Bright beauty in the spring garden.
A classic perennial, iris flowers are a showy staple for your home garden. The bright colors are sure to impress any onlooker, which is no surprise because the name is derived from the Greek goddess of rainbows. Today's iris flowers are available in an array of colors and patterns, including bold, solid tones, and multi-colored, extravagantly patterned displays.
Our collection of iris rhizomes provides you with a plethora of color options that allows gardeners to get creative with their displays. Plant one variety en masse, choose multiple varieties, or incorporate your iris flowers into perennial flower beds. Iris flower bulbs require hours of direct sunlight to bloom and excel when planted prominently along garden borders or within cut flower arrangements. Irises also exhibit deer resistance and drought tolerance, making them a low maintenance perennial. Look for our reblooming bearded irises to enjoy beautiful colors year-round. Or, opt for our dutch irises to grow alongside your garden greens. Whichever iris rhizomes you choose this season, they're sure to be a pleasure to grow.
What are the different types of irises?
The iris family's name, Iridaceae, comes from the Greek word for rainbow. Not only do irises bloom in a rainbow of colors, this family includes plants of many shapes, heights and textures. In fact, over three hundred species of iris exist in today's horticultural landscape. The vast variety of the iris family allows you to choose the perfect iris for your garden. So, what makes bearded German irises different from other types of irises? Let's look at a few common divisions of irises.
Bulb iris versus rhizome iris:
Irises can be divided into two general groups—bulb irises and rhizome irises. Bulb irises grow from small bulbs, and include early spring species like Dutch irises and reticulata. Even though gardeners often talk about "iris bulbs," most irises grow from rhizomes, including German irises and beardless species of irises.
Bearded iris versus beardless iris:
German iris, or bearded iris, are the most popular iris in American gardens. It's easy to see why—German irises are tall and stately, available in nearly every imaginable color, and they're very easy to grow. Bearded irises feature standards, the upper, ruffled petals, and falls, the petals below the "beard" of the iris. The beard itself is a fuzzy patch at the base of each falls petal. The standards and falls are often two different colors, or feature variegated or two-tone petals.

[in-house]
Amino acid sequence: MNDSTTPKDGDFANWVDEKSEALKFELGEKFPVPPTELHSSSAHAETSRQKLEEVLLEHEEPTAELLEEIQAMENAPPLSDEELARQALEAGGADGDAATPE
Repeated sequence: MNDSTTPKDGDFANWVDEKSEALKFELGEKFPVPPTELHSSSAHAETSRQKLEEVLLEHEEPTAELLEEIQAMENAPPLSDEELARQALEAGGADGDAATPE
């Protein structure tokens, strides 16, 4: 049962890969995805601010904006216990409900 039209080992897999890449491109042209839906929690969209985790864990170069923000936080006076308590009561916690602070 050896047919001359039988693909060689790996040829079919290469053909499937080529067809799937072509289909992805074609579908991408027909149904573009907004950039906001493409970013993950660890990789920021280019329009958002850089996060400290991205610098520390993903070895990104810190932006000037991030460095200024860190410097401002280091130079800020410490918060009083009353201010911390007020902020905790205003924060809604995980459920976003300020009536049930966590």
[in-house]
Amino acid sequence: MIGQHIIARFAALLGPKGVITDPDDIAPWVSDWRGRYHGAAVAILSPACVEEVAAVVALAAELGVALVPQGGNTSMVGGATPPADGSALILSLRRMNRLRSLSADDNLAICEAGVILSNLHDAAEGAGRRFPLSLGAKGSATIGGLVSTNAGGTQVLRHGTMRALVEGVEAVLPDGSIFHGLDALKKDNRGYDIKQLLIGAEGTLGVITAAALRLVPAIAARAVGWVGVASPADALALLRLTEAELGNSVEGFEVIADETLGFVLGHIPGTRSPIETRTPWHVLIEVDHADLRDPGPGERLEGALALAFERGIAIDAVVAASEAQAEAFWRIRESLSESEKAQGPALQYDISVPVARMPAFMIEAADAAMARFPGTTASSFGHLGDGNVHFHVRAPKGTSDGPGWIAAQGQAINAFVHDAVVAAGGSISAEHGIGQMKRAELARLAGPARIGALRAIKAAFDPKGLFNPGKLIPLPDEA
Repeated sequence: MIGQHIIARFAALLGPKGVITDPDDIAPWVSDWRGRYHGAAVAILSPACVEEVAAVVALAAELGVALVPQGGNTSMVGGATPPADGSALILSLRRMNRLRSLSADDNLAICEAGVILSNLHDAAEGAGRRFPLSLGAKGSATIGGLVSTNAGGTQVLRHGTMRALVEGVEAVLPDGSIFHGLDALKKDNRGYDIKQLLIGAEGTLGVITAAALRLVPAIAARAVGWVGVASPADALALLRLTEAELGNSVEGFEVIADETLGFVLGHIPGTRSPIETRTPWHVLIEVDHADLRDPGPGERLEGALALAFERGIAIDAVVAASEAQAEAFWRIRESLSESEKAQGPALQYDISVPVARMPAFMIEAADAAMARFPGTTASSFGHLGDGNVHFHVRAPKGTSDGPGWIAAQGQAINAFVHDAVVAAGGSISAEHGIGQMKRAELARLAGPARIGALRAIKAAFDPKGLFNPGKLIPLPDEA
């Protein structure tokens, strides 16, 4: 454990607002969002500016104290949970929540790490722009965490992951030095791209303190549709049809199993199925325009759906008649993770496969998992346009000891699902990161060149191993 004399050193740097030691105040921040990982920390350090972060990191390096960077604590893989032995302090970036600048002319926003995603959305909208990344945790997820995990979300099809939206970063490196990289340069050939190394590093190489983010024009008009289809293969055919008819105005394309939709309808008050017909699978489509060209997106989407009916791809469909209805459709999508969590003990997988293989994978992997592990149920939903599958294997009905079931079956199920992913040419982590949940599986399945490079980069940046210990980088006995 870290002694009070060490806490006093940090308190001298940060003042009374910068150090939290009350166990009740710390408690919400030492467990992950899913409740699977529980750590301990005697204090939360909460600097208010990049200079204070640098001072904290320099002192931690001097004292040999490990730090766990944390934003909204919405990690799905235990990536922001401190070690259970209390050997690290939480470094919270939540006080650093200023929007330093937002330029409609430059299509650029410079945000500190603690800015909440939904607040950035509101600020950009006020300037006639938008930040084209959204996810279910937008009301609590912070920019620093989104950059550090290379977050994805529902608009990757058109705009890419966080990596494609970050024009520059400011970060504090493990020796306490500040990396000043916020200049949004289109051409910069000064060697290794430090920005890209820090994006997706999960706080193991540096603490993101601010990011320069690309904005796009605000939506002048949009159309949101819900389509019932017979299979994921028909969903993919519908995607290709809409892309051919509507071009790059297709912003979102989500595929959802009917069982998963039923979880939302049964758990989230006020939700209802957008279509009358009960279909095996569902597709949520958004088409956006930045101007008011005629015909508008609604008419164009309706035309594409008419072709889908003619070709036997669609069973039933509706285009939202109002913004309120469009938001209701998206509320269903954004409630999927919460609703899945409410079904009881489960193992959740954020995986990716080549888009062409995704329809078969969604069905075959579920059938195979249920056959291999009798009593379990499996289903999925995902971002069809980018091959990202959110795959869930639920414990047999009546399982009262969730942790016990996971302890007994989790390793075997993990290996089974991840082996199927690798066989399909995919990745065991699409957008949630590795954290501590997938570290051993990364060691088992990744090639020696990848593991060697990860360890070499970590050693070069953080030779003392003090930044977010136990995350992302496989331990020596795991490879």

Beardless irises include most other types of rhizome irises. Japanese irises feature flowing, butterfly-like petals. Louisiana irises also have a wide, flatter shape than their bearded counterparts. Siberian irises feature a symmetrical shape and attractive, grass-like foliage. Many other varieties of wild iris and species iris exist in this beardless group.
Types of German iris:
German irises are categorized according to their size. The American Iris Society breaks them into these six groups:
By mixing heights of German iris, you can absolutely create a garden filled exclusively with iris flowers. If you want to put your iris in multiple locations, you can place dwarf varieties in the front of beds or borders, and try tall bearded irises as accent plants.
When to plant iris bulbs:
Even though German iris bulbs are technically rhizomes, they perform best when planted in the fall. However, unlike tulips and daffodils, which need to be planted after the ground cools, irises can be planted in early fall, or even late summer. The evenings should be cool, but above freezing, at planting time.
When to transplant iris flowers:
Most gardeners divide irises every two to three years, to maintain the shape and health of their iris clumps. But, when is the best time to transplant iris flowers? Transportation is best planned during the early fall, around the same time as planting season for irises. By moving your iris rhizomes before cool weather sets in, you're giving them time to establish roots.
Transplanting irises is relatively easy. Just cut the leaves back to a few inches above the root clump. Pull the iris rhizomes up, and divide them with a clean spade or knife, being sure that each "new" rhizome includes a fan of leaves and a healthy set of roots. Discard any rotted or dried-out irises, then simply dig a hole in their new location and set the divided rhizomes.
When do irises bloom?
German irises have some of the longest bloom times in the iris world. German irises have a bloom period ranging from early spring into summer, giving your garden weeks of rainbow-hued gorgeousness. Check for specific bloom times for your selections—by mixing and matching varieties with different blooming periods, you'll extend the bloom season by a few weeks. Some irises, especially those in the dwarf families, rebloom in the fall, for an even longer and more impressive display.